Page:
DW-MRI and FDG-PET as an Imaging Biomarker for Biological Response to Fast Neutron Exposure
Kyung Jun Kang1, Ki Hye Jung1, In Ok Ko1, Yong Jin Lee1, Kyo Chul Lee1, and Ji Ae Park1

1Division of Applied Radioisotope, Korea Institute Radiological and Medical Sciences, Seoul, Korea, Republic of


In this study, we monitored biological response in neutronexposed normal mouse brains using DW-MRI and 18F-FDG-PET. DW-MRI and 18F-FDG-PET were sensitive enough to detect physiological changes that were not identified in the H&E results. These results suggest that DW-MRI and 18F-FDG-PET can be used as imaging biomarkers to provide a quantitative indicator of complex in vivo pathological changes. Assessment of radiation exposure using imaging biomarkers is non-invasive and can be used repeatedly in clinical practice. In addition, it should be applied not only for evaluating the therapeutic effects of tumors, but also for evaluating the degree of tissue damage by radiation exposure.


Advanced imaging technologies, such as DW-MRI and 18F-FDG-PET are being used to monitor tumor therapy and can provide quantitative indicators for treatment response. [1,2] However, most studies focus on tumor cells and few studies on normal cells. In this study, we monitored biological response in neutron- exposed normal mice using DW-MRI and 18F-FDG-PET and assessed whether they could be used as imaging biomarkers to reflect the effect of radiation exposure.

Materials and Methods

Animals : Ten female BALB/c nu/nu mice (age 6 weeks) were assigned into radiation groups (1 or 2 Gy, n = 5). Before and after neutron irradiation, DW-MRI and 18F-FDG-PET imaging were performed at different times (Pre, Day 0; day of irradiation, Day 1; after 24 h irradiation, Day 4 and Day 8).

Radiation sources : Neutrons were generated by the medical cyclotron (MC-50; Scanditronix, 1985) using the proton-beryllium reaction at KIRAMS. The irradiation time of neutron beams in our studies was typically performed as the standard point of about 1 Gy/12 min.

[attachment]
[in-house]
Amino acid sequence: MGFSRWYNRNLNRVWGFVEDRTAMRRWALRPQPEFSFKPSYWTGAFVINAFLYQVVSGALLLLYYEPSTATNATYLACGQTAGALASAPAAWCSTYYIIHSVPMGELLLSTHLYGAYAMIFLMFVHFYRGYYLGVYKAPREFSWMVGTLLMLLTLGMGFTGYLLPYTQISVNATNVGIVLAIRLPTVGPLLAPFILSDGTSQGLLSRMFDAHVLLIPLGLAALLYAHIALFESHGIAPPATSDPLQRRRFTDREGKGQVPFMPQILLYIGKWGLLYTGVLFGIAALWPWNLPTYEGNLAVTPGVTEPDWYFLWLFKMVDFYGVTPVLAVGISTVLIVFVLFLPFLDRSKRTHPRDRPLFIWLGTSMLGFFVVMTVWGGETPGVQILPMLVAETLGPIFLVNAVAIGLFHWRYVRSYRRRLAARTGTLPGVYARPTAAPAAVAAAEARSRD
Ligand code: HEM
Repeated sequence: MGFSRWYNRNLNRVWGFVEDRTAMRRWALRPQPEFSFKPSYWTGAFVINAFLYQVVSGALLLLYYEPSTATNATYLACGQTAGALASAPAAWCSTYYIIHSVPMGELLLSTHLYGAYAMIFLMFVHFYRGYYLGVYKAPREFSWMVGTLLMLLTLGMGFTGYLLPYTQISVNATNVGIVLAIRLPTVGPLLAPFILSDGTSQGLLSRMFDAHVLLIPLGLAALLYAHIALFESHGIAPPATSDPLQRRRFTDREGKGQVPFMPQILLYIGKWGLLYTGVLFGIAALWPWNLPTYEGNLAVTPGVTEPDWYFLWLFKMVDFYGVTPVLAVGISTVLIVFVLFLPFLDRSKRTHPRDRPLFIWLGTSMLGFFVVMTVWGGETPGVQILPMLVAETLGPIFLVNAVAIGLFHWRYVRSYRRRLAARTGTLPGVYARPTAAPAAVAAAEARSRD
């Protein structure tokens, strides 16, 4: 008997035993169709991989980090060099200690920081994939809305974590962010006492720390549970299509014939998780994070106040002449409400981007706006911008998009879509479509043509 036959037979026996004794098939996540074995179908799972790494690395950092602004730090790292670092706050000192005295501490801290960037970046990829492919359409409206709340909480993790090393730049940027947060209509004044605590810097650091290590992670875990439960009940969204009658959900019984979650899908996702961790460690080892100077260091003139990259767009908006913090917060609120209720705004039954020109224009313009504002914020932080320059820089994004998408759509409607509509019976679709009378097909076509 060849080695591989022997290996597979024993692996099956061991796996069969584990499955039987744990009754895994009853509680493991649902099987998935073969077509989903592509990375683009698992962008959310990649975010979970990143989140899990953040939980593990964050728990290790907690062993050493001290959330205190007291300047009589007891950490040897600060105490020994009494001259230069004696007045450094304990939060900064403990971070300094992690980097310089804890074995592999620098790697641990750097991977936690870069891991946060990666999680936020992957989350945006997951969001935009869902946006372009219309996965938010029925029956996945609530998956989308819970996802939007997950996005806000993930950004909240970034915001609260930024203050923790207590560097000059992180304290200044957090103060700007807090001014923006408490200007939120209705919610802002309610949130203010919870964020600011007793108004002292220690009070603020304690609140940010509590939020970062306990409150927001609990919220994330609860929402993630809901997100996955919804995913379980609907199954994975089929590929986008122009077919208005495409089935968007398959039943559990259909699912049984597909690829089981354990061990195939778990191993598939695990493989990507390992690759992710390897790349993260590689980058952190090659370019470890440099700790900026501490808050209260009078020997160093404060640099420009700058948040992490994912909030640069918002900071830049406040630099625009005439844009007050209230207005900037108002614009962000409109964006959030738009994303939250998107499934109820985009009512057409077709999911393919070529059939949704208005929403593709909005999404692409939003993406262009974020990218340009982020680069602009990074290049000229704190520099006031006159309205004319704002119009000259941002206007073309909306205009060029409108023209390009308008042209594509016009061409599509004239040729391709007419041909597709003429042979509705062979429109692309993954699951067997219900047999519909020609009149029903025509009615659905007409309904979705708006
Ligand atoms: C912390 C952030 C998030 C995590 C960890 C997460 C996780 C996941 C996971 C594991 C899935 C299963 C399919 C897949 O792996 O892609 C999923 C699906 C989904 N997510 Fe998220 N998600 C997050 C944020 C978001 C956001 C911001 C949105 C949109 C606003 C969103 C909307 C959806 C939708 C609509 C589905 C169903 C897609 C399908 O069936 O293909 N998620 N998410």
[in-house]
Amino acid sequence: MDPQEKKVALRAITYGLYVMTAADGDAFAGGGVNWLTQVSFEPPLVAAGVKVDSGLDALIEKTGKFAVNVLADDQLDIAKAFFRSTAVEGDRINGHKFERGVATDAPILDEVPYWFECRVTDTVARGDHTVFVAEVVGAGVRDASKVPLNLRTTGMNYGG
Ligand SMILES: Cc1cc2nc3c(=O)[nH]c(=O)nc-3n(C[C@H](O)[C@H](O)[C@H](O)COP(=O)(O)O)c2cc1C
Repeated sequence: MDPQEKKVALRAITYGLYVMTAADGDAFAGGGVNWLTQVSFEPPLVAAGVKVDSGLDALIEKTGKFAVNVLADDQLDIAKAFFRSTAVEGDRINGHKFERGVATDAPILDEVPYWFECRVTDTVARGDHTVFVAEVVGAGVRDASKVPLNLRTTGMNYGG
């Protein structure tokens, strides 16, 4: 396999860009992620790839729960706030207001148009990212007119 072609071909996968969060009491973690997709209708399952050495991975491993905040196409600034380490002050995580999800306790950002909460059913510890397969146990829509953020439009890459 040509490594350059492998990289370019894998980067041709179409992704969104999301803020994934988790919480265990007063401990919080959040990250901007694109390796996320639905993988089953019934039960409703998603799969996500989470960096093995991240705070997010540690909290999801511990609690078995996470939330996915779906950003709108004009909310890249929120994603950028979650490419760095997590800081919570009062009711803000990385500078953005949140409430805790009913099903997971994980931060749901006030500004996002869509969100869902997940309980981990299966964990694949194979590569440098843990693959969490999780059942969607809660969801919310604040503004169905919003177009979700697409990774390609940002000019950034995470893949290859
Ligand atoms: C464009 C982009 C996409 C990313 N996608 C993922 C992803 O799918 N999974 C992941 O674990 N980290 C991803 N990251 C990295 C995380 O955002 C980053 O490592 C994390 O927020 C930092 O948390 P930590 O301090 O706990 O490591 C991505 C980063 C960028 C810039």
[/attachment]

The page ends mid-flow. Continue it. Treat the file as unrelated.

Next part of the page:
MRI : Images were acquired on 9.4T (Agilent Technologies, USA) using specific mouse brain coil. T2WI sequence with TR 2s, TE 10 ms, 256×256 matrix, 1 mm slice thickness, scan time 6 min 36 sec. DWI sequence with b-values 0 and 800 s/mm2, TR 2s, TE 10 ms, 128×128 matrix, 1 mm slice thickness, scan time 8 min 32 sec. ROIs were manually circumscribed for hippocampus and cortex. (Figure 1)

PET: Whole-body PET images were obtained on an animal PET/CT scanner (nanoScan, Mediso Medical Imaging Systems, Budapest, Hungary). Mice were anesthetized with 2.5% isoflurane in oxygen, and ~ 200 μCi of 18F-FDG in 100 μL was injected via tail vein. PET scanning was performed for 20 min (30 min post injection).

Histological Evaluation and Immunohistochemical Analysis: After neutron irradiation, animals were sacrificed and brain tissue was obtained then stained with hematoxylin and eosin (H&E). The immunohistochemistry was performed according to the avidin-biotinylated-HRP complex (ABC) method using the Vectastain Elite ABC kit. The sections were stained by standard method, using anti-glucose transporter GLUT1 antibody.


MRI : On the T2WI there was no significant change in the signal intensity, while on the ADC maps the signal was changed, and the signal change was observed according to the intensity of the irradiation. Figure 2A and 2B shows the quantitative ADC comparison at the different time points for the two groups (1 Gy and 2 Gy) in the hippocampus and cortex. The ADC value of the radiation day (Day 0) was changed in both regions, and the radiation dose was compared with that of the day before radiation (Pre). After 24 hours of irradiation (Day 1), the mean ADC value increased most significantly, and then gradually decreased until Day 8. The mean ADC value of 2 Gy was higher than 1 Gy in both the hippocampus and cortex, and the signal change pattern of the two regions was similar.